Home/ Opinion / Columns/  We need better testing, genome sequencing and mortality data

The second wave of the covid pandemic has overburdened our health system. There have been reports of a decline in testing in several Indian states and cities. Some states have allegedly given thresholds for positivity rates to private laboratories, which they are not allowed to breach. It is extremely difficult to get home collection of samples. In Delhi, on 3 May, only 61,045 tests were administered. Of these, 16% were rapid antigen tests (RATs). At some of the free testing sites, both RAT and reverse transcription-polymerase chain reaction (RT-PCR) tests are administered to each patient. Thus, there may be some double-counting too. On the other hand, Delhi conducted more than 100,000 tests in the middle of April. With the new wave, testing numbers declined, and positivity rates are a function of testing.

Today, it takes 3-4 days for test results to be reported. Timely tests and release of reports are essential for several reasons. 1) Pending test results, most people do not take pre-emptive medicines. If they get their reports in four days, this window when people are most infectious is lost. 2) This increases chances of hospitalization. 3) Infected patients risk spreading the infection to others. 4) Robust and reliable health statistics and epidemiological data help in efficient allocation of financial and technical resources and targeted health interventions.

The evolution of new variants of covid warrants not only an increase in testing, but subsequent genome sequencing. According to a report by Johns Hopkins University, India has genetically sequenced less than one-tenth of reported cases, and it ranks India at No. 102 in coronavirus genetic sequencing. While India has the capacity to carry out a large number of sequences every day, our problem is the unavailability of metadata. In layman’s terms, metadata describes the sample from which the DNA/RNA sequence was obtained. Note that a new variant can increase the possibility of a false negative outcome from a RT-PCR test.

India set up Sars-CoV-2 Genomics Consortium last December to study the evolution of the virus. The viral genome sequencing data is generated and analysed by eight regional sequencing laboratories and then sent to National Centre for Disease Control (NCDC), Delhi, for collation and integration. The NCDC also collects data regularly from states. Unfortunately, if genomic sequences lack proper metadata, one can’t identify fatal variants. This data has to be collected by overburdened frontline healthcare workers, who do not have any incentive to do so. There is an immediate need for further investment in genome sequencing infrastructure and incentivizing states and healthcare workers to collect metadata appropriately.

Another perennial issue is the quality of our mortality statistics. There have been reports of under-reported deaths. The registration of births and deaths is governed by the Registration of Births and Deaths (RBD) Act, 1969. However, the implementation of this statute is vested with state governments. Even before the pandemic, deaths were under-reported, but the pandemic has accentuated this problem. In a global assessment of civil registration systems (CRSs) across countries, India’s CRS was rated the lowest on a vital statistics performance index (<0.25). Owing to the covid pandemic, the collection of accurate data on deaths and fatality causes is all the more important right now. This can aid us in carrying out targeted vaccination in clusters where the fatality rate is high. In any case, covid or not, India requires robust and reliable mortality statistics.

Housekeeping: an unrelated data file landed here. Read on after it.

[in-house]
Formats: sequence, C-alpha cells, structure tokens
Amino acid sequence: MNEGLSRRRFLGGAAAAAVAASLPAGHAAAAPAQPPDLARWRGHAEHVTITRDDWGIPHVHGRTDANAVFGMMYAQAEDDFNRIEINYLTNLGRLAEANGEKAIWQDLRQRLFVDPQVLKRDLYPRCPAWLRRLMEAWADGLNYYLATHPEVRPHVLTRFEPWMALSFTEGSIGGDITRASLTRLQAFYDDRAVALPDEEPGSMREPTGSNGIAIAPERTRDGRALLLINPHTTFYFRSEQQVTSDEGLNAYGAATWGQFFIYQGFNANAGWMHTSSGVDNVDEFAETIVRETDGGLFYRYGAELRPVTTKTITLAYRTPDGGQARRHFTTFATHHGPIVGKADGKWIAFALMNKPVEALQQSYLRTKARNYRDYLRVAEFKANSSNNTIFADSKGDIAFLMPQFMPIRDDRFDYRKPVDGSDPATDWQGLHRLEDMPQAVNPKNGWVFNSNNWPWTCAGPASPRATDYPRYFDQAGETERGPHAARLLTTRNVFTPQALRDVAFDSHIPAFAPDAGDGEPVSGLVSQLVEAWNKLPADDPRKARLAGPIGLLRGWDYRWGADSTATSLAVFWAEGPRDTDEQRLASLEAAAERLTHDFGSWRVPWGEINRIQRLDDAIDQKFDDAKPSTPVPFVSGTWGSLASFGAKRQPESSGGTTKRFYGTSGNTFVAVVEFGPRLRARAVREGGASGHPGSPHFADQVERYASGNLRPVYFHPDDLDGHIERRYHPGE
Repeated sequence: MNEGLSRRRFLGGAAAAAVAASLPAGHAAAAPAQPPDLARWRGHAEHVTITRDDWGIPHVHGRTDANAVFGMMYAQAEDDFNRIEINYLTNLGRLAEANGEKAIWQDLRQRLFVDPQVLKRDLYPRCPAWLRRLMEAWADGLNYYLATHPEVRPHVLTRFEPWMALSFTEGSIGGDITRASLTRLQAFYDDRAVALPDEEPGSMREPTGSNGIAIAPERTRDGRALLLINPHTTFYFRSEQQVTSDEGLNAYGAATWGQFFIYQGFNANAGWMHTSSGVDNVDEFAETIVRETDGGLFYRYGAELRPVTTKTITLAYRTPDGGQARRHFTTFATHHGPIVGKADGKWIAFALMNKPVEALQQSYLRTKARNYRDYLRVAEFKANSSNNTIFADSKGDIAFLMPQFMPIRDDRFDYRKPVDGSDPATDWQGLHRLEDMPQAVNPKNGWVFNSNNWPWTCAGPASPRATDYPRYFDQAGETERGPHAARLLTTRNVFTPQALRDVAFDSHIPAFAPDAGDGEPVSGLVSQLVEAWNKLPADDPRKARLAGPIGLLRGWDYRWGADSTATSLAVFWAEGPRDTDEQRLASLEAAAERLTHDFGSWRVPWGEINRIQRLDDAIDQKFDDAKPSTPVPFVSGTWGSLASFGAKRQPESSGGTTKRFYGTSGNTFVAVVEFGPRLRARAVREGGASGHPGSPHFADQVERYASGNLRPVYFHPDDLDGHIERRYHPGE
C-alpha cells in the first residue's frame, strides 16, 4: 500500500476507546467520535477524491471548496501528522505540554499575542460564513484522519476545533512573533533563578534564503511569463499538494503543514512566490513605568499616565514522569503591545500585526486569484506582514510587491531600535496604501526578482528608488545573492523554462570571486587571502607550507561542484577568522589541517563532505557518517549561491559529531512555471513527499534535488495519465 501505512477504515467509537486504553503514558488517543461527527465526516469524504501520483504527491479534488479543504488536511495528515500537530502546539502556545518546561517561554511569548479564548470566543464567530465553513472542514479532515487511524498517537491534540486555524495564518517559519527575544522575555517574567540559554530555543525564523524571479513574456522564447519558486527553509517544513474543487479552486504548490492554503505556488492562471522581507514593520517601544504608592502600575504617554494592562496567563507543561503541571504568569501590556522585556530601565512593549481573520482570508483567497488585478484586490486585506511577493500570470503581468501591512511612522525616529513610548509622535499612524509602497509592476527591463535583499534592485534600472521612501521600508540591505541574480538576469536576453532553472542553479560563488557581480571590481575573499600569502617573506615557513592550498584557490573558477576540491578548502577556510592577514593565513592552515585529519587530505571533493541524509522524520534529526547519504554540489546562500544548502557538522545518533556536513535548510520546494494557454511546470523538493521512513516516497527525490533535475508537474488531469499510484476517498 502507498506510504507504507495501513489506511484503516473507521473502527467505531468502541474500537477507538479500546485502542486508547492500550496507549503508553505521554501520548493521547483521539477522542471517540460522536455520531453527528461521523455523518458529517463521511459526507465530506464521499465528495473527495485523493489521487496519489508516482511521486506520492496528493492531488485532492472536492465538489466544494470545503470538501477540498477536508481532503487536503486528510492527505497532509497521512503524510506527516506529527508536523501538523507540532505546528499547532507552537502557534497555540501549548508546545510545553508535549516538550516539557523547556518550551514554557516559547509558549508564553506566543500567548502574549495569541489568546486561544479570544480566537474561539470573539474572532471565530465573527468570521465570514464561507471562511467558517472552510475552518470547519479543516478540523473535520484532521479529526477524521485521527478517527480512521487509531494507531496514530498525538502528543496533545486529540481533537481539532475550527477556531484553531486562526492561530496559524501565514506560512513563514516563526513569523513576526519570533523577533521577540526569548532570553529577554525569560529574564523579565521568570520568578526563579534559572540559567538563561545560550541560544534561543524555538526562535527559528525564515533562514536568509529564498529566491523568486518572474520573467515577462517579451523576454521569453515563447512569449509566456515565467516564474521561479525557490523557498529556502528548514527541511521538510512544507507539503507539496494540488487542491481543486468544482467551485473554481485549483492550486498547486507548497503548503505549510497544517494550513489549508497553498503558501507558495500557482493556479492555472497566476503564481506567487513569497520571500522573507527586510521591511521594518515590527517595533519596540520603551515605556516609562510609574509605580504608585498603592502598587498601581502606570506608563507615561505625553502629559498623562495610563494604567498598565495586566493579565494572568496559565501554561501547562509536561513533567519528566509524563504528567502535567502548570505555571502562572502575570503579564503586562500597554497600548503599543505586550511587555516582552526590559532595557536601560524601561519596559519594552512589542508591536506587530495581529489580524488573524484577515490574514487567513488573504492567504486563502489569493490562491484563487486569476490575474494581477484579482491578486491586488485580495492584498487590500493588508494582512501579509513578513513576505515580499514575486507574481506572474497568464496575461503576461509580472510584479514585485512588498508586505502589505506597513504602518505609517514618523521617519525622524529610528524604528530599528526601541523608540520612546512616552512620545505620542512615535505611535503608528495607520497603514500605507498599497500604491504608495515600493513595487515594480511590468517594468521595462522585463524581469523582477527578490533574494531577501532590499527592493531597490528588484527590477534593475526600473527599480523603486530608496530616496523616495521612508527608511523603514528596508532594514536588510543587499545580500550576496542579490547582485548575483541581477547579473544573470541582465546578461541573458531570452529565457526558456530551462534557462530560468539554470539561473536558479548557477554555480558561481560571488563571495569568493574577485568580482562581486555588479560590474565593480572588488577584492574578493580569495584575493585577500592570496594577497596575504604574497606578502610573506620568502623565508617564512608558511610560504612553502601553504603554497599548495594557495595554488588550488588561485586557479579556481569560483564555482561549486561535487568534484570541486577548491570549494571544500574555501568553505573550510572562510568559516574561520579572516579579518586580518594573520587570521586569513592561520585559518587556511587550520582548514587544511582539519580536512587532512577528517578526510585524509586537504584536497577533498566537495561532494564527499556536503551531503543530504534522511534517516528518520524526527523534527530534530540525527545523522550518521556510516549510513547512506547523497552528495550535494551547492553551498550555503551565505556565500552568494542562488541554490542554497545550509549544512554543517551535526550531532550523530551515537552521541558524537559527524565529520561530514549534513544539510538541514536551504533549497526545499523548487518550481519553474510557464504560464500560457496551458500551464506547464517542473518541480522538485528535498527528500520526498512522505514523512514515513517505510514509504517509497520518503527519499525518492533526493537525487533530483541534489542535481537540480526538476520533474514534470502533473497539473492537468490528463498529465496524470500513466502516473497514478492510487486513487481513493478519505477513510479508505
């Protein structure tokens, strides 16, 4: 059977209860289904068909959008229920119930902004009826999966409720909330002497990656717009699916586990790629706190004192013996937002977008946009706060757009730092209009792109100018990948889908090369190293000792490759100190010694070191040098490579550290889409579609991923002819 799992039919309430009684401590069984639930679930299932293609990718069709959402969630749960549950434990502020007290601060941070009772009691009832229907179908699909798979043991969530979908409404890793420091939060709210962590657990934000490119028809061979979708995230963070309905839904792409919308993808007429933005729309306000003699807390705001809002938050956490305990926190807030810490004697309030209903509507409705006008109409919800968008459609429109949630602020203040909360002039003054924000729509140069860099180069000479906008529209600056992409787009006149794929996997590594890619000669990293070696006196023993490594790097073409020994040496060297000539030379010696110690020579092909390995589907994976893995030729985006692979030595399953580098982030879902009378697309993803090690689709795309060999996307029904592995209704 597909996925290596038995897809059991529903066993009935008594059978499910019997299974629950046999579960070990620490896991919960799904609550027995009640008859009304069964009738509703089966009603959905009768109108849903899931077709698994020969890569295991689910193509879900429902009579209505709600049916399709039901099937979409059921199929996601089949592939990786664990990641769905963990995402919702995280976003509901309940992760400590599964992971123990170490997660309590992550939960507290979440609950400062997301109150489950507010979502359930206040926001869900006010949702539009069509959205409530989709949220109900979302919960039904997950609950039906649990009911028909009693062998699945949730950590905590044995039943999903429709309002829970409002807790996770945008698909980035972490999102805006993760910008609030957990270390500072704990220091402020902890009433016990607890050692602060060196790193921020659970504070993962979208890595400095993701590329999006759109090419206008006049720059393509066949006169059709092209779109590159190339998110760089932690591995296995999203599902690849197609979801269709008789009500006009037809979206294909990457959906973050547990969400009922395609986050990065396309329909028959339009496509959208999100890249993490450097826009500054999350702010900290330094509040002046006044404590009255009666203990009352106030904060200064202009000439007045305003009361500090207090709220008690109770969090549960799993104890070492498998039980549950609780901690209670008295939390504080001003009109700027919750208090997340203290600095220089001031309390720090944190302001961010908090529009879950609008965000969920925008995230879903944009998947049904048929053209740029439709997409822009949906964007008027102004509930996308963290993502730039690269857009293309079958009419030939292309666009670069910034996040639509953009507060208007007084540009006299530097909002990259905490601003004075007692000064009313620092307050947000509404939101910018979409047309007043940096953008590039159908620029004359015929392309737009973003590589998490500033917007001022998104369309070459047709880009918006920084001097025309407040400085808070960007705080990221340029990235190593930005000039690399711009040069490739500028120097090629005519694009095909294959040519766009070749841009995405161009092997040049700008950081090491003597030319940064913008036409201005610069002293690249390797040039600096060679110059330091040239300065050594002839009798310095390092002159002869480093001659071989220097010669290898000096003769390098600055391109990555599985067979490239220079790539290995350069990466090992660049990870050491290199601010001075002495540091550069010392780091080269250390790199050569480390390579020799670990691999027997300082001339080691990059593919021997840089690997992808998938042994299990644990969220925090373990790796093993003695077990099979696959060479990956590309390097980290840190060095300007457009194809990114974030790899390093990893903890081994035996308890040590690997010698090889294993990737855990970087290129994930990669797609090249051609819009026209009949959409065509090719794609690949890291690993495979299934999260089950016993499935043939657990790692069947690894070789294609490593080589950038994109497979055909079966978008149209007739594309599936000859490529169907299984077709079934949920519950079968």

The latest CRS data suggest that in Chhattisgarh, Meghalaya, Tripura, Jammu & Kashmir, Assam, Telangana, West Bengal, Rajasthan, Karnataka and Kerala, only 50-80% of deaths are registered within 21 days (a statutory requirement). Whereas, in Manipur, Arunachal Pradesh and Nagaland, less than half of all deaths are registered within the stipulated timeframe.

If at all a death gets reported, the cause of death does not. Among deaths registered under the CRS, only 21.2% nationally have the cause of death medically certified. In states like Jharkhand (4.6%), Uttar Pradesh (5.1%), Uttarakhand (11.1%), Odisha (11.1%), Kerala (11.9%), Assam (12%), Rajasthan (13.1%), Bihar (13.6%), Himachal Pradesh (15%), Haryana (20.4) and Gujarat (23.4), the proportion of medically-certified deaths is very low.

According to CRS data, in 2018, around 86% of total deaths were registered, of which just 21.2% were medically certified. Only 18.5% of total deaths in the country were medically certified for cause of death. Moreover, 13.1% of total medically-certified deaths with a ‘medical certificate of cause of death’ were classified under the category ‘Symptoms, signs & abnormal clinical and laboratory findings not elsewhere classified’ (ICD R-99). By the numbers, this is India’s eighth leading cause of death. A high number of cases classified as ICD R-99 can be attributed to: 1) Non-awareness among health professionals of relevant ICD codes; or 2) Lack of expertise and equipment to determine the cause of death. If a death is classified as R-99, technically, this should raise a red flag, as it could be on account of a new potentially-fatal contagion.

A robust healthcare system that can respond to a health crisis has to rely on reliable mortality statistics, along with information on the cause of death. Under-reporting doesn’t serve any purpose; it just makes the situation worse. Correct mortality statistics don’t bring back the dead, but save lives.

These are the authors’ personal views

Bibek Debroy & Aditya Sinha are, respectively, chairman and assistant consultant at the Economic Advisory Council to the Prime Minister.

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Updated: 05 May 2021, 05:47 AM IST
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